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This week in Shelter Island history

Old, open book with a damaged cover.


The United States Department of Education denied funding to 12 southern school districts it said violated the 1964 Civil Rights Act.

Busch Memorial Stadium in St. Louis opened and the Cardinals won a 12-inning game, 4-3, beating the Atlanta Braves.

Tens of thousands of antiwar protesters picketed the White House prior to a rally at the Washington Monument.

Actor Stephen Baldwin was born.

The Rolling Stones released “Paint It Black.”

And on Shelter Island …

Town beach access at issue

It’s a subject that remains settled in the eyes of most Islanders, but 50 years ago, the then owners of the Chequit Inn were complaining about having to “police” their guests when it came to beach access.

Then Chequit owner, Mary Franzoni, said  cards should be issued to hotel guests so they could use town beaches. Instead,  guests had to pay $1 for an auto sticker that would allow them beach parking privileges.

POSTSCRIPT: Today, all registered guests of hotels, inns, motels, guest cottages, rooming houses and camps are given parking privileges at beaches. And for the second year in a row, a limited number of day passes can be purchased at Town Hall for $20 each allowing users to visit Wades and Shell beaches.

Special ferry zones proposed

Helen Rosenblum, who was then town attorney, proposed in May 1986 that a special ferry zone be established to amend the code that had both North and South ferry companies in AA residential zones.

That zoning would limit both companies from business expansions, since they were already considered nonconforming uses that generally have difficulty gaining approval of changes that would enhance nonconforming use.

POSTSCRIPT: The current zoning code provides the companies with the ability to apply for special permits for projects necessary to their operations, but such additions can’t alter the general character of the neighborhoods and would be subject to height, area and setback requirements.

The provisions didn’t apply to existing structures at the time of the change, except buildings had to be in compliance with bulk regulations of the district in which they were located.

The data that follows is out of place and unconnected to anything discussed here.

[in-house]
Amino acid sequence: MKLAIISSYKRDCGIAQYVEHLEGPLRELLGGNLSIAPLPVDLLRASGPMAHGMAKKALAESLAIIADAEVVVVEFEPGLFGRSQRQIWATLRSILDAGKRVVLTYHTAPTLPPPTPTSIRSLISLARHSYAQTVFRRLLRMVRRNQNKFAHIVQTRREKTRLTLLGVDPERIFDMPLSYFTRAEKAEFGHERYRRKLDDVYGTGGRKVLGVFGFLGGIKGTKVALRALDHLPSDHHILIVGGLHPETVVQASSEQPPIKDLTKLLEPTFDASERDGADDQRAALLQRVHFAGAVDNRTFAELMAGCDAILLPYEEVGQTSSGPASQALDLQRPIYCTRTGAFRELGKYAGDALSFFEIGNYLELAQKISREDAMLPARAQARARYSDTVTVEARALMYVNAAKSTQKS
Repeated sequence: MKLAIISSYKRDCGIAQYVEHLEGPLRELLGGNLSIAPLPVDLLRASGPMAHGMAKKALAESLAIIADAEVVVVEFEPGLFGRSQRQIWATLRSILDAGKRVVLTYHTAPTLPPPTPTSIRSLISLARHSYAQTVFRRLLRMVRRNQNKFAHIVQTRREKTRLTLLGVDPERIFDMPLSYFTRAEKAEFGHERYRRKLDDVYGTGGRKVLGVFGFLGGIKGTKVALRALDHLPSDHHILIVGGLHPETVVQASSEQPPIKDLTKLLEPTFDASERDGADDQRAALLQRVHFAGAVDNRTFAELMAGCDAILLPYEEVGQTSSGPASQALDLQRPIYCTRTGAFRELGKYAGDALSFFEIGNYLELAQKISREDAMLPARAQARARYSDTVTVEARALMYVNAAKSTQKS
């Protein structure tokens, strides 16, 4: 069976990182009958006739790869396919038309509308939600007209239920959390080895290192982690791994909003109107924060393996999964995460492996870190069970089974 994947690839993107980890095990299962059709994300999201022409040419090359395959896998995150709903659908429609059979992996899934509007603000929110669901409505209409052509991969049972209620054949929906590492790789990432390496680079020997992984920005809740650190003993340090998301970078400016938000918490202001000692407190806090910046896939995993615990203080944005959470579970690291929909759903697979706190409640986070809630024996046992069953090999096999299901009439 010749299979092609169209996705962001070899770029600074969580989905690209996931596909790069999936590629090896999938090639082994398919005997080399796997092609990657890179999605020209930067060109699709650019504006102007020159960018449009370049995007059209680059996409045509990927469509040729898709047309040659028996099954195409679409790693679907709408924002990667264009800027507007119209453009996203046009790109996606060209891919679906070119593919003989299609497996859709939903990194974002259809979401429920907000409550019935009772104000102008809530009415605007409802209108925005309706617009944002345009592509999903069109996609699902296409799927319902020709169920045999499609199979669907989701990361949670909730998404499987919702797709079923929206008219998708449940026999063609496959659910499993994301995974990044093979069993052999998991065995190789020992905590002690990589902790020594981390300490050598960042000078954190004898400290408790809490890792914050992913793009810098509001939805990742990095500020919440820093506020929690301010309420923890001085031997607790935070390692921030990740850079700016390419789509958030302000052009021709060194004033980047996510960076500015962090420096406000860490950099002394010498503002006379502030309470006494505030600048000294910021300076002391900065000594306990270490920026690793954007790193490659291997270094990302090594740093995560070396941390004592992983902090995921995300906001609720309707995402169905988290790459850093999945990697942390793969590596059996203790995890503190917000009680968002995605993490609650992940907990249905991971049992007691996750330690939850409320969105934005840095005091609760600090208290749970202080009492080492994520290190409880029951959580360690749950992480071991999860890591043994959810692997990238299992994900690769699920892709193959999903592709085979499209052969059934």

Community planning on Islanders’ minds

Twenty years ago, Islanders were clamoring for implementation of a community plan that would speak to future development here. Among major concerns were housing density, bed & breakfasts, accessory apartments and two-family houses.

While the plan had been developed, implementing it was becoming muddled, according to an editorial at the time that suggested officials were losing sight of the intent of the plan and allowing personal views to take them off track.

POSTSCRIPT: Today, the Community Housing Board is finding itself struggling against forces that seem to block its goal of trying to provide workforce housing for those who may work for small Island-owned companies and government. They may never be able to buy homes here at the escalated prices that exist, but they serve the Islanders in many functions and want to live where they work.

Government workers must live on the Island unless they get special permission to live elsewhere and that only comes after three years of service to the town.

Tick forum: A defense of 4-posters

In May of 2006 the Island’s Deer & Tick Committee held a forum at which it featured a film on 4-poster units that declared that the pesticide, permethrin, was both effective in killing ticks and environmentally benign.

When applied in an oily 10 percent solution, it was said to be less toxic than fabric softener and more precisely targeted than sprays. It was said to be highly effective in killing adult ticks and breaking the tick life cycle if used for at least three years.

POSTSCRIPT: Today’s Deer & Tick Committee embraces use of 4-posters as one of the tools in the arsenal to try to beat back tick-borne diseases. But at least one member, Marc Wein, has questioned the long-term effects of using permethrin.